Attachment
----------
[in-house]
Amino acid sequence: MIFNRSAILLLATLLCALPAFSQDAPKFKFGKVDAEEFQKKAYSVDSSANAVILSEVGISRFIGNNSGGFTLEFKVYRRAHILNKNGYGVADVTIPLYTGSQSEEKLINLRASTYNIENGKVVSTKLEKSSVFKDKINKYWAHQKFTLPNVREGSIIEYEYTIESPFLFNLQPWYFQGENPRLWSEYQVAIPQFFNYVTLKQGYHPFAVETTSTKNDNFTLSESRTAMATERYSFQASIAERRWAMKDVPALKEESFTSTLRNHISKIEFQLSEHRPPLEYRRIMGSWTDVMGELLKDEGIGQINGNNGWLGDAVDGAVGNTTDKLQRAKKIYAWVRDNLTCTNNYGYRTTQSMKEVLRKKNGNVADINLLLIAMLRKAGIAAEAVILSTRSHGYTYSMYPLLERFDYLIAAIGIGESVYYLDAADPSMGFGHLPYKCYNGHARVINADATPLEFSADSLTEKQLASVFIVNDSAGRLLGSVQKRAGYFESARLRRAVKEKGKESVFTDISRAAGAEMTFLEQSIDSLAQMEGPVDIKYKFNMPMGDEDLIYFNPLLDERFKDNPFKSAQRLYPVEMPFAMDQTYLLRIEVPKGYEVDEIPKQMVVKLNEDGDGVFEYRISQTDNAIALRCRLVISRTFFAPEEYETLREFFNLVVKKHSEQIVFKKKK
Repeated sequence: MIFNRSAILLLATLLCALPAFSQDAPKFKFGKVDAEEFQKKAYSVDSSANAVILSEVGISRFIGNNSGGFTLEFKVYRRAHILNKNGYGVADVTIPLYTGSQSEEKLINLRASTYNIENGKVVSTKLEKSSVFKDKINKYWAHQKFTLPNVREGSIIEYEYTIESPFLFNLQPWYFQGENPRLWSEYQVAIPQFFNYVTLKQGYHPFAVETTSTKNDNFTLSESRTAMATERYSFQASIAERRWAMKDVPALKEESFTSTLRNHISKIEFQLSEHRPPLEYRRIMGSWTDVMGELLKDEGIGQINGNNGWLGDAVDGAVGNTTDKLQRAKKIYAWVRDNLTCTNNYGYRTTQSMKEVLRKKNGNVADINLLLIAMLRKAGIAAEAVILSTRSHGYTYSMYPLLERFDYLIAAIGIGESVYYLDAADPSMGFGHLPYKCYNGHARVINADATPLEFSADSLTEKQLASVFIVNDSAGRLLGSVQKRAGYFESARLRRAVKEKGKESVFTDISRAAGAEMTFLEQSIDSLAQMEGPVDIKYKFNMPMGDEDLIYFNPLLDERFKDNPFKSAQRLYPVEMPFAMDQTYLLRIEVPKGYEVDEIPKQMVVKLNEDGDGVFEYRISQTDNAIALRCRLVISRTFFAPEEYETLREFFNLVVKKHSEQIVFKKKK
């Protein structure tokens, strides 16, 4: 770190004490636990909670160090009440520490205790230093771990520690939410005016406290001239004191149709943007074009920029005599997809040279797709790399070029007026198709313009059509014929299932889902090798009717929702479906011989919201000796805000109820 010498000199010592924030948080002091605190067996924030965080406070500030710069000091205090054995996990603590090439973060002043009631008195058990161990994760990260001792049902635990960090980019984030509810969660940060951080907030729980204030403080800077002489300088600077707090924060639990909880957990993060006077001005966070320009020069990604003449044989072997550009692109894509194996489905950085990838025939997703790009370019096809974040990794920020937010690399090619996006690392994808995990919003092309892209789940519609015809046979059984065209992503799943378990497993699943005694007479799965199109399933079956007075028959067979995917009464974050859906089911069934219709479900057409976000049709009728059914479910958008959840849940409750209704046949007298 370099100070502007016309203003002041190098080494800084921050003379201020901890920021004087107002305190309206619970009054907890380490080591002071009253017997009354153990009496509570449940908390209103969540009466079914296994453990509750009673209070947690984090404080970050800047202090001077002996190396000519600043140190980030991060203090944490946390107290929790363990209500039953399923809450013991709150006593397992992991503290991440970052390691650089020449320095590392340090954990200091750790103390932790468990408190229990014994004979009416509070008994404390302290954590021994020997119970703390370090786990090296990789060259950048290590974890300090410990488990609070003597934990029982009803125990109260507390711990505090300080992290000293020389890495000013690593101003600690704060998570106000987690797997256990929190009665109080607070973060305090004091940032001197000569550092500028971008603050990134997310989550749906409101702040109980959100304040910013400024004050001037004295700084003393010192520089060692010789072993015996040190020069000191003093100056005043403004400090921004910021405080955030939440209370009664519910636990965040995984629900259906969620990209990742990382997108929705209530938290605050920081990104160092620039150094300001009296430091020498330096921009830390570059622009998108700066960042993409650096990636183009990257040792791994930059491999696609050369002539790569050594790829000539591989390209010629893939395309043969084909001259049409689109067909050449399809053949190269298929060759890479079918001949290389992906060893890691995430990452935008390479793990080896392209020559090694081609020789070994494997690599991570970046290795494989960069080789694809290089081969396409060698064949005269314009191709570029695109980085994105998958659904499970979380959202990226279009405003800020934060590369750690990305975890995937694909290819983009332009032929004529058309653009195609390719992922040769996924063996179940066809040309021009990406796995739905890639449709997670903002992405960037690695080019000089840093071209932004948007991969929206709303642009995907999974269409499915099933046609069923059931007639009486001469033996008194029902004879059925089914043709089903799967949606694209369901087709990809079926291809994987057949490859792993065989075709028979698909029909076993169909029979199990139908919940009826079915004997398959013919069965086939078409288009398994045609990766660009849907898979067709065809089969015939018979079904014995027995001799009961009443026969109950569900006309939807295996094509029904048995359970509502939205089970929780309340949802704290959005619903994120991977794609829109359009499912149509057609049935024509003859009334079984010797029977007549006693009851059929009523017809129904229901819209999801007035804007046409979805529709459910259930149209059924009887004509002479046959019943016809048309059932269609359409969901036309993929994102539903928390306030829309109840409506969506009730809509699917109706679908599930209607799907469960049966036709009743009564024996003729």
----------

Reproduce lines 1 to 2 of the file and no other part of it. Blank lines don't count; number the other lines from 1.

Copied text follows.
[in-house]
Amino acid sequence: MIFNRSAILLLATLLCALPAFSQDAPKFKFGKVDAEEFQKKAYSVDSSANAVILSEVGISRFIGNNSGGFTLEFKVYRRAHILNKNGYGVADVTIPLYTGSQSEEKLINLRASTYNIENGKVVSTKLEKSSVFKDKINKYWAHQKFTLPNVREGSIIEYEYTIESPFLFNLQPWYFQGENPRLWSEYQVAIPQFFNYVTLKQGYHPFAVETTSTKNDNFTLSESRTAMATERYSFQASIAERRWAMKDVPALKEESFTSTLRNHISKIEFQLSEHRPPLEYRRIMGSWTDVMGELLKDEGIGQINGNNGWLGDAVDGAVGNTTDKLQRAKKIYAWVRDNLTCTNNYGYRTTQSMKEVLRKKNGNVADINLLLIAMLRKAGIAAEAVILSTRSHGYTYSMYPLLERFDYLIAAIGIGESVYYLDAADPSMGFGHLPYKCYNGHARVINADATPLEFSADSLTEKQLASVFIVNDSAGRLLGSVQKRAGYFESARLRRAVKEKGKESVFTDISRAAGAEMTFLEQSIDSLAQMEGPVDIKYKFNMPMGDEDLIYFNPLLDERFKDNPFKSAQRLYPVEMPFAMDQTYLLRIEVPKGYEVDEIPKQMVVKLNEDGDGVFEYRISQTDNAIALRCRLVISRTFFAPEEYETLREFFNLVVKKHSEQIVFKKKK